Katelyn Cook is busy with specialization courses, part-time employment, obtaining her driver’s license, and advocating for the rights of people with disabilities through her writing.
KNOXVILLE, Tenn. – A teenage girl from Knoxville doesn’t let her disability deter her. Instead, the talented student, author, musician and PA advocate works to normalize life with Down syndrome.
Katelyn Cook is busy with specialization courses, a part-time job, getting her driver’s license, working with diversity groups, and making time for her favorite hobby.
“I’m currently working on a book that I need to finish. And I’m going back to some of my older ones,” she said.
Katelyn has been writing stories for as long as she can remember.
“I would just take these stories that I would play through my dolls and turn them into writing as I get older and move away from plastic,” she said.
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Katelyn now uses her writing for advocacy.
“However, a lot of people, like, I’ll tell them I have Down syndrome and they say to me, ‘You can’t have Down syndrome. You don’t look like it. “But that’s because I have Mosaic Down syndrome.”
Mosaic Down syndrome is diagnosed when only some of a person’s cells have an extra chromosome, not all of them.
This diagnosis is rare. According to Down Syndrome Education, two or three in every 100 children diagnosed with Down syndrome have the Mosaic variety.
“A lot of times I feel certain things, and a lot of people don’t,” Katelyn said. “I’m not coordinated. Really, I can’t balance myself for my life. I can’t ride a bike or jump rope.”
There are also physical setbacks, which means many doctor’s appointments.
“Jaw problems didn’t start until I was older, but I have had ear infections since I was born. And I was diagnosed with sleep apnea when I was nine,” he said. she declared.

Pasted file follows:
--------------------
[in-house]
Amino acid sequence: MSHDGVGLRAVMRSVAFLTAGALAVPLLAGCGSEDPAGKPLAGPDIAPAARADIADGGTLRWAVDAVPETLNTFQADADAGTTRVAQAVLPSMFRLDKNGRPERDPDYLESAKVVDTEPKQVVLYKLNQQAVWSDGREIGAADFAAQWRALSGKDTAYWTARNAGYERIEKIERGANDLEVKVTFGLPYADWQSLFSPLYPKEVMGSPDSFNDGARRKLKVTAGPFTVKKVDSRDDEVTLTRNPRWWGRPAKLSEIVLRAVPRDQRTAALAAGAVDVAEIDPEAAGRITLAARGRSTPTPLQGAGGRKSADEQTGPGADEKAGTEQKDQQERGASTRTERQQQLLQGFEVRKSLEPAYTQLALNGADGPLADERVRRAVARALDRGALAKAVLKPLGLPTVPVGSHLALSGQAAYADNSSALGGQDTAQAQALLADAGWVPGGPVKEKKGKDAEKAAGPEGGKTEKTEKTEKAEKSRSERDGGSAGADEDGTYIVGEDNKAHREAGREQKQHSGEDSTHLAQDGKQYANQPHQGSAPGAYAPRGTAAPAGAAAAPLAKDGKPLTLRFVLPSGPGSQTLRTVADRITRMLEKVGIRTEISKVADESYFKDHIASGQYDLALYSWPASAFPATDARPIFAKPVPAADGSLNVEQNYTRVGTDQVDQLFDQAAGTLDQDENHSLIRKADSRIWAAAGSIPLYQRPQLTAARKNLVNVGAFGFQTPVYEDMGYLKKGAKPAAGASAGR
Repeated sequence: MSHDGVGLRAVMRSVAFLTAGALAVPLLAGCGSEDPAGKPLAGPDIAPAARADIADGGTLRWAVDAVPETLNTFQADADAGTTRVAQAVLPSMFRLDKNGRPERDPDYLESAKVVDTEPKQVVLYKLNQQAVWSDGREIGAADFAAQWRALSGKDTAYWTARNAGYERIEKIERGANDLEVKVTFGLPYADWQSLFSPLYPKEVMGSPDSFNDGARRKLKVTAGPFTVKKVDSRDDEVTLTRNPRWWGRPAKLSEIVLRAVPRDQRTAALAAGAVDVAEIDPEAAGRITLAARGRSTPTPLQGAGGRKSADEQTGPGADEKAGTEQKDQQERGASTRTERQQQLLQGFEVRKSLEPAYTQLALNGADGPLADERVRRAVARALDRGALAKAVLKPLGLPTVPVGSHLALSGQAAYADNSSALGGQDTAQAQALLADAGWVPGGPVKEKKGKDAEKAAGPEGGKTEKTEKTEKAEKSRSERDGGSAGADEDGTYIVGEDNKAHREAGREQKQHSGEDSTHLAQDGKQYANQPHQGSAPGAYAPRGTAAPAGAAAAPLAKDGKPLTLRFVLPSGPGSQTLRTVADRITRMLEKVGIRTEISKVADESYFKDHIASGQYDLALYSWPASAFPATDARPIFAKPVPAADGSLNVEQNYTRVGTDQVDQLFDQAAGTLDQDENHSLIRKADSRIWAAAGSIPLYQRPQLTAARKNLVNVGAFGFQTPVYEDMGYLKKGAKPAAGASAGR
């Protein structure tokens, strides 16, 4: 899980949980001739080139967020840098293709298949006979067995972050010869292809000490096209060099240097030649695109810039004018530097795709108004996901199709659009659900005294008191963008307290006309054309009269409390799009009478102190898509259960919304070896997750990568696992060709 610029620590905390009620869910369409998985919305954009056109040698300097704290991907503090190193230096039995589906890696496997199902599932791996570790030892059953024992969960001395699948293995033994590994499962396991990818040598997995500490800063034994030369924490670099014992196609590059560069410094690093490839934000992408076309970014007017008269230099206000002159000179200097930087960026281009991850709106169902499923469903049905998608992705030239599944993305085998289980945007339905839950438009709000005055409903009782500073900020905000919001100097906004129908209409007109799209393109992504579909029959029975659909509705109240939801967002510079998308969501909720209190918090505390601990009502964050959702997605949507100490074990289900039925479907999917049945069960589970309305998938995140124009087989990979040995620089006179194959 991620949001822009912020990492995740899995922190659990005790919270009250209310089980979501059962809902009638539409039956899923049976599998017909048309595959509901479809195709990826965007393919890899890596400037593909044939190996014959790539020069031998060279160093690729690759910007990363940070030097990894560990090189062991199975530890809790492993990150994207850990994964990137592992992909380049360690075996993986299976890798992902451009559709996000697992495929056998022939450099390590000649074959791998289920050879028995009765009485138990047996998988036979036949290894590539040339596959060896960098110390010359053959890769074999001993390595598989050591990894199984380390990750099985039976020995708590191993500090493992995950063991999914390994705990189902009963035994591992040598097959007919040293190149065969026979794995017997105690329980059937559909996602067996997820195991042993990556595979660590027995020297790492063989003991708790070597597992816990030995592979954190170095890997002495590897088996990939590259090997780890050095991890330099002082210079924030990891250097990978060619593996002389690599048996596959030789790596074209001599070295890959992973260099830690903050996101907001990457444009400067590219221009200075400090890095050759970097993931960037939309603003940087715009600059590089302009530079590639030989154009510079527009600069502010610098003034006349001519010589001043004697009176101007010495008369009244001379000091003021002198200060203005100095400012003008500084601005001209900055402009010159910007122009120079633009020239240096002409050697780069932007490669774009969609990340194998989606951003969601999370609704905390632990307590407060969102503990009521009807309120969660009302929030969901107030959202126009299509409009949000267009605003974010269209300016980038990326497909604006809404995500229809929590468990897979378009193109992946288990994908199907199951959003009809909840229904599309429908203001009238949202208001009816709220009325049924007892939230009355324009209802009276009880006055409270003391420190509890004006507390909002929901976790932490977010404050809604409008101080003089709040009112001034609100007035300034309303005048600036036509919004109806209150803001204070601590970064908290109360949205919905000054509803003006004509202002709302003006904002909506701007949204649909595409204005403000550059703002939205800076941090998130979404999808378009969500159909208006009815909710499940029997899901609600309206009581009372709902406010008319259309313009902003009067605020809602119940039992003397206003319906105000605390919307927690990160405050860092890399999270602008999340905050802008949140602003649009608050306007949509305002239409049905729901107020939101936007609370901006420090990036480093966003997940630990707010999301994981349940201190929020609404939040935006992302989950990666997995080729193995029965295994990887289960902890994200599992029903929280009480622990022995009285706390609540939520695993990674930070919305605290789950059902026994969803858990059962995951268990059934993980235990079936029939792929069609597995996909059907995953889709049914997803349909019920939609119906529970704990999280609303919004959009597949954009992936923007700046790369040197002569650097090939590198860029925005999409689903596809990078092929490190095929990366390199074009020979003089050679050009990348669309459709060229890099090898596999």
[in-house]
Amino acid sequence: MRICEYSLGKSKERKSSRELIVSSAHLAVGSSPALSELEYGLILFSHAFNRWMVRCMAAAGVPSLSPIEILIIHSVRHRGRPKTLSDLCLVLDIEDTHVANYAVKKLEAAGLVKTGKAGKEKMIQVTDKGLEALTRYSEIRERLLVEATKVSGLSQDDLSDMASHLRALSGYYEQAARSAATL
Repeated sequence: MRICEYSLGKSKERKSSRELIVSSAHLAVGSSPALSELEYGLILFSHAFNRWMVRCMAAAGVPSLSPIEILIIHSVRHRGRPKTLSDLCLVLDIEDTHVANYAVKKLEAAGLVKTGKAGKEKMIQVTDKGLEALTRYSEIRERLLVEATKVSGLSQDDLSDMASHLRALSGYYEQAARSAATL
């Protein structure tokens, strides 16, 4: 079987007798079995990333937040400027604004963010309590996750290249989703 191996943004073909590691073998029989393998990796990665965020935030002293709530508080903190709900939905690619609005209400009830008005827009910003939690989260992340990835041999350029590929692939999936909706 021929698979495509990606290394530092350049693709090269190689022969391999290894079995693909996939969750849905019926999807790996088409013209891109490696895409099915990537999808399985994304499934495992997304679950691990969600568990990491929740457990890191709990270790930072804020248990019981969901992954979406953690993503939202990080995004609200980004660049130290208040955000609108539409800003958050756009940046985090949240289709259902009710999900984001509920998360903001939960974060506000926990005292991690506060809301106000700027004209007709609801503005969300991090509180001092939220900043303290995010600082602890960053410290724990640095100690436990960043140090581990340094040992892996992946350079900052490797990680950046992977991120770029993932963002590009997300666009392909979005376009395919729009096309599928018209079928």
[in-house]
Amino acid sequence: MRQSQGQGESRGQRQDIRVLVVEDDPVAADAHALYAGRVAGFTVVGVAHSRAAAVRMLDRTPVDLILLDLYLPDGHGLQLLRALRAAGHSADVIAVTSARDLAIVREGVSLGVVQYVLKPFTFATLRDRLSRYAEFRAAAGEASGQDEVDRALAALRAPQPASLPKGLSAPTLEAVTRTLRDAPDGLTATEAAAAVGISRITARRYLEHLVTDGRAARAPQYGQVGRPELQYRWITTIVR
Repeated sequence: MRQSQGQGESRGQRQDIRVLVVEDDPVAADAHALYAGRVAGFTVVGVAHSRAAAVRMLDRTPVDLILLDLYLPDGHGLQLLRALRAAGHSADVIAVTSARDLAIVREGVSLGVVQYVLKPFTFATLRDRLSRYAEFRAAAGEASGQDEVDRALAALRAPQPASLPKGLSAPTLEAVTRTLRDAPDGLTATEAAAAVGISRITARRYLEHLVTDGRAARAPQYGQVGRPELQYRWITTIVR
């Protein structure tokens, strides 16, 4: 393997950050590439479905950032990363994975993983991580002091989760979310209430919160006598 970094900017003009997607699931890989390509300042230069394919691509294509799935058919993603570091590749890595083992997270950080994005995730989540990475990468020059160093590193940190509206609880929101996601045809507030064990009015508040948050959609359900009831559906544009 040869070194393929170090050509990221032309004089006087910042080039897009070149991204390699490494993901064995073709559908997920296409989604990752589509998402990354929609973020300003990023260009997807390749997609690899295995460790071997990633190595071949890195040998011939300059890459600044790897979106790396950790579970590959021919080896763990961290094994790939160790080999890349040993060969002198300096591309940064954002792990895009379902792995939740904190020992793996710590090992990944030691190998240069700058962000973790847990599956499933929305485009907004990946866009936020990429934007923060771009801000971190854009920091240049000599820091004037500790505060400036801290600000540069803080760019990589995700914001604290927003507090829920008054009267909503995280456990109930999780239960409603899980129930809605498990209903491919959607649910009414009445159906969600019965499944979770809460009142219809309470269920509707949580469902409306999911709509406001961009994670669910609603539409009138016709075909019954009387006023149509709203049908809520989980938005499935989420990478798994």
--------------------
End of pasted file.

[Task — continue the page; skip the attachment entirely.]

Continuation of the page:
Katelyn will have surgery to correct her jaw next month, which should also help her fight her sleep apnea.
In order to help her family cover the costs, she started a GoFundMe.
But through it all, Katelyn doesn’t view her diagnosis as a setback.
“Honestly, I feel like you can live with a disability and do whatever you want, as long as you do it in a way that’s right for you, even if you have to change some things,” she said. declared. “It’s difficult, but it’s good to recognize that you have a disability and that you are still living.”
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Katelyn uses her writing to let others see her positive perspective.
“I try to set an example for other teens to raise awareness not only about Mosaic Down Syndrome, but anything that can potentially make someone’s life more difficult by writing or posting on social media or quite another thing, ”she said.
For anyone looking for inspiration, here are Katelyn’s tips.
“Don’t watch what everyone else is doing,” she said. “Look at what you are doing and what you have to do in order to be able to do what you want to do.”
The senior from South Doyle High School will be graduating in the spring and is considering becoming a teacher of creative writing.